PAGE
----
Puna’s Volcano Water

Ancient Hawaiians drank water from the Waiwelawela spring, a hot spring in Puna, Big Island, as a remedy. Hawaiian chiefs bathed in the water as a cure for rheumatism and muscle issues.

Reportedly, the water came from Mauna Loa Volcano’s snowy summit five miles away. The water would enter a broken strata and fall into multiple streams near the volcano. There, the floor would boil the water with the mineral salts from the streams and rocks and end up in a main underground river, Kawaiakekua (Water of the Gods). In turn, Kawaiakekua fed the Waiwelawela spring.

In 1902, businessman Henry Lafayette Williams “[discovered] … the medicinal merits of the waters …” Then Williams, Fred E. Haley, and Cecil Brown decided to sell Kawaiakekua’s water as “Volcano Mineral Water” and “Kawaiakeakua Volcano Waters,” the only bottled volcano water in the world and the only bottled mineral water from Hawaii.

As Williams was a brother in an Elks Lodge in Hilo, it described his “celebrated Volcano water of rare medicinal qualities” as

“pumped from subterranean rivers in the lava district of Puna. These viands and liquids were kept at the freezing point by great quantities of snow from the table-land of Manua Loa, a cool retreat at a high altitude…”

After receiving the report about the water’s chemical makeup, Williams obtained a 30-year lease for 700 acres of land from Rufus Anderson Lyman. The land included the spring, the entrance to the underground river, and the surrounding land to discourage others from tapping the river. Upland, Williams planned to grow sisal, a fiber plant (the original reason why he came to Puna).

In March 1902, the company sent its first shipment of water, barrels with 6,000 gallons, to Honolulu. There, Fountain Soda Works bottled the water. Then H. Hackfeld & Co. distributed the bottles throughout Hawaii and filled “large orders” from New York and other eastern cities.

A bottling plant in Puna filled small orders to the mainland. With a twelve-horse power gasoline engine, the “biggest [bottling plant] on the Islands” could prepare up to 24,000 bottles a day. Led by Haley, eight employees worked in the plant.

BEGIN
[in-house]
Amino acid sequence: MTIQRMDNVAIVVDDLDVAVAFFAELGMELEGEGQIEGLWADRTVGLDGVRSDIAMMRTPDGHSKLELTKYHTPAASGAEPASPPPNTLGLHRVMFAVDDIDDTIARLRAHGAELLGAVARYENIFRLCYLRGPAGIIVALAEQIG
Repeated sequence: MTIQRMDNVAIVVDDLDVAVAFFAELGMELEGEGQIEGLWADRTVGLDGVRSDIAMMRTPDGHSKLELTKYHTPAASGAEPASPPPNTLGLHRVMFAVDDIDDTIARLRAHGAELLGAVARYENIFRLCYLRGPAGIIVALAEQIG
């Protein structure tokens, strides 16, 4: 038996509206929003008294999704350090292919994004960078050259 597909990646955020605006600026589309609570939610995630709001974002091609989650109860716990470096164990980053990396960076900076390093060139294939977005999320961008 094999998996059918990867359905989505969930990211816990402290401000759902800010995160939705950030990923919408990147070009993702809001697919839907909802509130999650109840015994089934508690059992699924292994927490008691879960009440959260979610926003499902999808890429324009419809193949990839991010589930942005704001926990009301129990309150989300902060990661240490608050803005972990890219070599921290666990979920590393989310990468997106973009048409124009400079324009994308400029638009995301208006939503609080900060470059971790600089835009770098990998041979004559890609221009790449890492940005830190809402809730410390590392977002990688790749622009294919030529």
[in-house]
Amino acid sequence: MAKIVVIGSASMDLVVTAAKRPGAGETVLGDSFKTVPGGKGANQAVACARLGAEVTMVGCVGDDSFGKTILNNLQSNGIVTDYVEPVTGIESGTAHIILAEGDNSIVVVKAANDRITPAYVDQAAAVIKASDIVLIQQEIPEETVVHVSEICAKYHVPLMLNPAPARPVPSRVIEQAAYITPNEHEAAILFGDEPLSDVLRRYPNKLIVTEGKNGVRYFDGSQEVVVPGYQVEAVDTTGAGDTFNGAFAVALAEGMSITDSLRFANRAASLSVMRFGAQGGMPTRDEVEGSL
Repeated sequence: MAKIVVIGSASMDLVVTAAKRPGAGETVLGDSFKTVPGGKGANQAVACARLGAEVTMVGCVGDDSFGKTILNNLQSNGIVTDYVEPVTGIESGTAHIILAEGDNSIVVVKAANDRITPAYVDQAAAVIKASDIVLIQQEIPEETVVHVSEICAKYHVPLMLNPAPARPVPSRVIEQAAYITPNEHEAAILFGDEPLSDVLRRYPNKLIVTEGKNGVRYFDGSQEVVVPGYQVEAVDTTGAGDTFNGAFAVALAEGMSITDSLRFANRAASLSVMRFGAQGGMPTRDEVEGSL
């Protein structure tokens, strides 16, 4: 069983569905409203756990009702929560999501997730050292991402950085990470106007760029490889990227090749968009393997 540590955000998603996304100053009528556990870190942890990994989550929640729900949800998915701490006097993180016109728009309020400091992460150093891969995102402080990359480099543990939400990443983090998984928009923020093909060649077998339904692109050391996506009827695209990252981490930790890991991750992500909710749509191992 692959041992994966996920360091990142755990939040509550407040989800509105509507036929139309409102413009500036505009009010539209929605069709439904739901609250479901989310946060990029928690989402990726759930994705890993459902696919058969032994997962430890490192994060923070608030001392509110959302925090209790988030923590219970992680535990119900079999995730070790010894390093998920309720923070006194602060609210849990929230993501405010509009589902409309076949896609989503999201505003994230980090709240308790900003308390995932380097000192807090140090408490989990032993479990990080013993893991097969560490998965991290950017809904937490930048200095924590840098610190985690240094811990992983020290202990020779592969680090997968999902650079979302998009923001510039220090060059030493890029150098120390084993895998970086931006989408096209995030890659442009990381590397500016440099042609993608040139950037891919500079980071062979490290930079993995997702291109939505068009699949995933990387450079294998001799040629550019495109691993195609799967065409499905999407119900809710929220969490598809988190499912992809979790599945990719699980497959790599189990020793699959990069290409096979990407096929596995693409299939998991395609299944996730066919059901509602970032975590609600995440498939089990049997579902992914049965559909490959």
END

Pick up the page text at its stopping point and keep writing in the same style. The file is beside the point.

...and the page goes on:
The bottles of volcano water debuted in Honolulu grocery stores in July 1902. In the same month, Hawaii’s first farmers’ fair displayed a bottle in an exhibit of products made in Hawaii.

The water has been described as “warm” with a “somewhat sulphurous taste.”

The volcano water company ran ads in English and Hawaiian-language newspapers in Hawaii. The ads claimed people have used the mineral water as a cure for kidney ailments and listed the chemicals in the water: solids, chlorine, sulphuric acid, lime, magnesia, silica, and chlorine calculated.A case for 100 bottles (pints) sold for $8 each, and a case of 50, $4 each. Later, a dozen of bottles sold for 65 cents each.

In June 1902, the Enterprise ship delivered 75,000 bottles to the U.S. West Coast.

By the end of 1902, the demand for the water exceeded supply. Thus, the Puna plant had to increase its production rate from 8,000 bottles a day.

However, even with the ad campaign, this business venture did not gain enough loyal customers and lost thousands, possibly up to thirty thousand dollars. Direct competitors included bottled spring water from the mainland. Indirect competitors included sodas (e.g. ginger ale, lemon soda, root beer, cream soda) and beer (e.g. Primo Beer was seen as a safer and healthier alternative to tap water).

Cecil Brown